Democrats want Federal bankruptcy judges to have the authority to reduce the balances outstanding and/or rates on residential first mortgages in the same way that these judges can already reduce outstanding payments and balances on almost all other forms of debt, and Republicans are opposing the legislation required to make this change. In my humble (and usually Republican) opinion, the Democrats are right and actually, aren't going far enough. This strange treatment of these mortgages, first legislated in 1979 as one of many often-misguided attempts to making housing more affordable even for those who couldn't afford a house, is a key cause of the logjam, which is preventing the home mortgage toxic security mess from working itself out.
Banks already can negotiate reduction in principal with homeowners and sometime do, and the chances of repayment go up when the equity isn't underwater. An owner can make a rational decision to sell if he or she doesn't owe more on the mortgage than the house would bring on the market. However, financial experts say that many current mortgages can't be renegotiated because the creditors are split into mind-bewildering tranches of differently securitized investors who have no way, or desire, to reach an agreement. Bankruptcy can cut this Gordian knot and let the mortgages be "marked to market" not only on the books of the banks but also on the books of the homeowners.
It may be that some banks are reluctant to mark mortgages to market because they haven't yet reflected the full loss of value of the underlying assets on their books. If this is the case, the sooner the true value is known, the sooner we know, for better or worse, which banks need to be liquidated.
As with other debts, the debtors and creditors are more likely to reach agreement if they know that a judge will eventually resolve any disagreements in a way neither of them may like. Many more voluntary agreements between mortgagors and mortgagees will be reached if the bankruptcy court is a known option – this is how almost all other situations where a debtor can't pay are resolved. With bankruptcy as a possibility, I'll bet the same Wall Street rocket scientists who figured out the maze of securitizations will get to work and figure a path out of the maze for many of their clients.
The Wall Street Journal, which was very right about the dangerous doings of Fannie Mae (FNM) and Freddie Mac (FRE), is adamantly AGAINST the proposed amendment to the bankruptcy law. Below is an excerpt from an op-ed piece (subscription required) by George Mason University law professor, Todd J. Zywicki:
Mortgage modification would indeed provide a windfall for some troubled homeowners -- but its costs will be borne by aspiring future homeowners…
In the first place, mortgage costs will rise. If bankruptcy judges can rewrite mortgage loans after they are made, it will increase the risk of mortgage lending at the time they are made. Increased risk increases the overall cost of lending, which in turn will require future borrowers to pay higher interest rates and upfront costs, such as higher down payments and point…
First, let's dispense with the rhetoric. Bankruptcy always results in a "windfall" to a distressed debtor. When credit cards and car loans are written down in bankruptcy, or when the principal of a second home loan is written down, all of these writedowns result in "windfalls." More accurately, the pain is distributed between the creditor and the debtors. The idea is that, rather than simple collapse, overall, this court-enforced sharing of pain results in a better recovery for everyone. One reason the court has to get involved is to enforce requirements for future payments, make the appropriate garnishments, etc. Another reason is that it's often impossible to get 100% agreement from creditors so the final Solomonic decision on pain-sharing needs to be made by a judge.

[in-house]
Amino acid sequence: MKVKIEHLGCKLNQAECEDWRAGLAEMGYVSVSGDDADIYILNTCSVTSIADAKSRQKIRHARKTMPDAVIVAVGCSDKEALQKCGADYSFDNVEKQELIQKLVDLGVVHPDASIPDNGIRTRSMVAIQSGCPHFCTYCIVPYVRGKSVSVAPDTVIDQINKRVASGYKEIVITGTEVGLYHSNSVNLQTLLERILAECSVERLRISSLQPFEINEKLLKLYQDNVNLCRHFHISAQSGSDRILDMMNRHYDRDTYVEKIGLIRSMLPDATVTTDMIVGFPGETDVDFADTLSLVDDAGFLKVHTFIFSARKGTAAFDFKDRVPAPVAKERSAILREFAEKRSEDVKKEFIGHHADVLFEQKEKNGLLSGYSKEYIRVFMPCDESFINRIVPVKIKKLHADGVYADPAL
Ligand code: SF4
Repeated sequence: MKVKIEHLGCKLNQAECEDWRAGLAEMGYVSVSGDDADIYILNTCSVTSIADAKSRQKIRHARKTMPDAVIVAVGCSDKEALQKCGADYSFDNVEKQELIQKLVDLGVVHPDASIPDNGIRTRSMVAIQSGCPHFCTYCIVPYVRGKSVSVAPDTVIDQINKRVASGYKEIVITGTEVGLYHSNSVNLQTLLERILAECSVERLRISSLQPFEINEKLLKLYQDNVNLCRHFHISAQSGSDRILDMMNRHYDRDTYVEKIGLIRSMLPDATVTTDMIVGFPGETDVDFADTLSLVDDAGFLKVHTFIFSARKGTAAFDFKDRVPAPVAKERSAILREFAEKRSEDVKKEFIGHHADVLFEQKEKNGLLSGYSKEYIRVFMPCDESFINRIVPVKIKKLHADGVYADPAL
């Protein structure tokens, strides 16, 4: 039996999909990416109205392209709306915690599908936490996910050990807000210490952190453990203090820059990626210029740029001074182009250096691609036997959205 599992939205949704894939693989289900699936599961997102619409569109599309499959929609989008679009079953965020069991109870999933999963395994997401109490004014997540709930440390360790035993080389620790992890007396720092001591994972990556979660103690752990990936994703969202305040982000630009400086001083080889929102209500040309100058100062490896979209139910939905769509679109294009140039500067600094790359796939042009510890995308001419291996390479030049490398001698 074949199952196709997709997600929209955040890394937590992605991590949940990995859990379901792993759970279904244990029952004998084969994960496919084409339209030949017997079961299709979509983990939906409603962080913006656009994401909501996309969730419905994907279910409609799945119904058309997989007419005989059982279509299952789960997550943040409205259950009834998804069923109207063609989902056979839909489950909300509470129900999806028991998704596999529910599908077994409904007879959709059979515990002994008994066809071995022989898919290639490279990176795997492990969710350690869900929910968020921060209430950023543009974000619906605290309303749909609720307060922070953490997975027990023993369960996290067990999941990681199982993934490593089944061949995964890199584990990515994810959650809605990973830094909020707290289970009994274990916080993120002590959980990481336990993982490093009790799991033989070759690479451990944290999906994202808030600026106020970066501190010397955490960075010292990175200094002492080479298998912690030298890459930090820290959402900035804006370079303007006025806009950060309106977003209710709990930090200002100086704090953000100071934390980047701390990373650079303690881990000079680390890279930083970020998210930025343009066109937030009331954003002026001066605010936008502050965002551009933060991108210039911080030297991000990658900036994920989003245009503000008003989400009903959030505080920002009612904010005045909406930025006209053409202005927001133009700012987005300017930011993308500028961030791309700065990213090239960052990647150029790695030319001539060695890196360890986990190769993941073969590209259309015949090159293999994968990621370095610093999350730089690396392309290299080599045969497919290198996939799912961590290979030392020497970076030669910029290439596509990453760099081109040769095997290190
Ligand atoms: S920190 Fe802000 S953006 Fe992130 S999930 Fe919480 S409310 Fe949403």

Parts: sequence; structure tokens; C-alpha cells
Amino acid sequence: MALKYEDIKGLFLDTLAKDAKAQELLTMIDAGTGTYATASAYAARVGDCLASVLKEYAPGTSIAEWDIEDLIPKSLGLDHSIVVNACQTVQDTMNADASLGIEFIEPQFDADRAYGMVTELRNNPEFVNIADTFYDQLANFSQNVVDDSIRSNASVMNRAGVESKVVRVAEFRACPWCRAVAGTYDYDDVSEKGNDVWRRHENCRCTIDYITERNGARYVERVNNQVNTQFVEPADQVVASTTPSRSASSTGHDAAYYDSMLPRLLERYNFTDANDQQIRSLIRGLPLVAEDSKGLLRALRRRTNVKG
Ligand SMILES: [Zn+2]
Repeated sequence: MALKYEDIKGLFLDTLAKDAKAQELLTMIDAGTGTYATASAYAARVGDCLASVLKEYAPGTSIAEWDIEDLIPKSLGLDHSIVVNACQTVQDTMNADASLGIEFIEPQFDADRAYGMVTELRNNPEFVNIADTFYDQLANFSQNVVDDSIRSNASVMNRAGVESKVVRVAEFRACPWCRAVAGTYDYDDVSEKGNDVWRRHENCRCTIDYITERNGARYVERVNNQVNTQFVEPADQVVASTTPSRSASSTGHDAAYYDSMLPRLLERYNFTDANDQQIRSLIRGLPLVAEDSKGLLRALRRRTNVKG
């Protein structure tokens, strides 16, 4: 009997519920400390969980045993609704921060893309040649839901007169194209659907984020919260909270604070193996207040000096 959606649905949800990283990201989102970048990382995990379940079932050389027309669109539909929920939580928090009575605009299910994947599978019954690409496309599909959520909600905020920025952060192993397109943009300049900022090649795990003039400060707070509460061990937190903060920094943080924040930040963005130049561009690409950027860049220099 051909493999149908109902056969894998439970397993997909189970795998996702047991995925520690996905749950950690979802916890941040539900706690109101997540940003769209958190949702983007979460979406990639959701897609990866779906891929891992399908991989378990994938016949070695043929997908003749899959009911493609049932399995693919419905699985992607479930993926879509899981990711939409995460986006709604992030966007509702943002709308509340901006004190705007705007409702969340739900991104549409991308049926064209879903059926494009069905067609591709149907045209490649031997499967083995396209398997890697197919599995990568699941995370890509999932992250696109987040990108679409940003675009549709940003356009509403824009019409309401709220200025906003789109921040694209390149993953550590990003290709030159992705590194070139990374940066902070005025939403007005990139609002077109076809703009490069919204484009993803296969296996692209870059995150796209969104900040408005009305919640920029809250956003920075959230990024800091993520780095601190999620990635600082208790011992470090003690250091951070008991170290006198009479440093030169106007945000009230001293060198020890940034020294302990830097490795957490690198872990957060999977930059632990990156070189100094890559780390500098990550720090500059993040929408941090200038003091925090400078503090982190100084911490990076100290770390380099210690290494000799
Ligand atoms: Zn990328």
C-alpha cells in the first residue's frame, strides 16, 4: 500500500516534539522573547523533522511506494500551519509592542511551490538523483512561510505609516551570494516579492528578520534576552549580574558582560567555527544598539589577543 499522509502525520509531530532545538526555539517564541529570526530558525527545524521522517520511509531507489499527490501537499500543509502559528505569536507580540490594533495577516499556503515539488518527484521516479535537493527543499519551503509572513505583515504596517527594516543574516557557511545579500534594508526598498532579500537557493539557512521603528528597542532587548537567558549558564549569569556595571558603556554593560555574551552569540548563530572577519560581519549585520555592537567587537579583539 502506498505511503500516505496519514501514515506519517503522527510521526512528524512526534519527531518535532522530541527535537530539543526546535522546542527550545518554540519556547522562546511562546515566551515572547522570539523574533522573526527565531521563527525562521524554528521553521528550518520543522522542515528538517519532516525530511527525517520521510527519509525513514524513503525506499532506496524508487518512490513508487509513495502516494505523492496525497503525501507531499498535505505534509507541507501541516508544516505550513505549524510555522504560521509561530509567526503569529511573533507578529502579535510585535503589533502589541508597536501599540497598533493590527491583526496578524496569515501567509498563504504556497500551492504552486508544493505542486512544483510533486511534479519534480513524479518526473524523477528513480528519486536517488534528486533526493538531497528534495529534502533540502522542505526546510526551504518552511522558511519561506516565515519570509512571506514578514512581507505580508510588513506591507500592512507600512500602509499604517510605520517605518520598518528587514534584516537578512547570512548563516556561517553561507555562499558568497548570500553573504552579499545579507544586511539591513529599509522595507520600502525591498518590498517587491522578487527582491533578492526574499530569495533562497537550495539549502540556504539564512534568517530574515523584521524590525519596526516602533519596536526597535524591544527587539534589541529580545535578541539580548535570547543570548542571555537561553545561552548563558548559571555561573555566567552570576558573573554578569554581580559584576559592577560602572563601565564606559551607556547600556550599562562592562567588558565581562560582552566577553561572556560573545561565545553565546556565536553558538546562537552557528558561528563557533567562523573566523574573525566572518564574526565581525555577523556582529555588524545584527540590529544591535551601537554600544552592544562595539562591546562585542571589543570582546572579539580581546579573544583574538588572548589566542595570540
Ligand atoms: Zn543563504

We have commercial bankruptcies all the time (which the WSJ doesn't rail against). Here's a description of the bankruptcy of Charter Communications from the New York Times:
Charter, one of the nation's largest cable television operations, said on Thursday that it would file for bankruptcy by April 1 as part of an effort to handle $21 billion in debt. Under the plan it has worked out with some of its creditors, Charter will be able to shave about $8 billion from that amount.
$8 billion is quite a "windfall," but note that only "some" of the creditors agree. In this case, the purpose of bankruptcy is to reach a settlement, which determines the status of all debt and all creditors.
The second assertion in Zywicki's op-ed is that the cost of mortgage credit will go up in the future if banks have to take the risk that a bankruptcy judge will reduce the mortgage at some time in the future. Even if that's true, all that it means is that mortgages rates will fairly price in the ability of the debtor to repay just as other loans do already. That's good and not bad. If it forces the banks to think more about the credit-worthiness of the applicant and not just rely on the value of real estate (which we now know can down as well as up), that's a good thing. Remember, this mess was partly caused by giving loans to people who shouldn't have gotten them in the first place.
Many of the proposals for making first mortgages on residences subject to bankruptcy deliberately only do this for EXISTING mortgages. This is a misguided attempt to make future mortgages cheaper by eliminating the threat of bankruptcy. We got into the mortgage part of the current mess by deliberately mispricing mortgages compared to other debt. It would be really dumb to sow the same seeds and not expect the same disastrous crop. There shouldn't be an exemption for mortgages or any other kind of private debt in the bankruptcy law.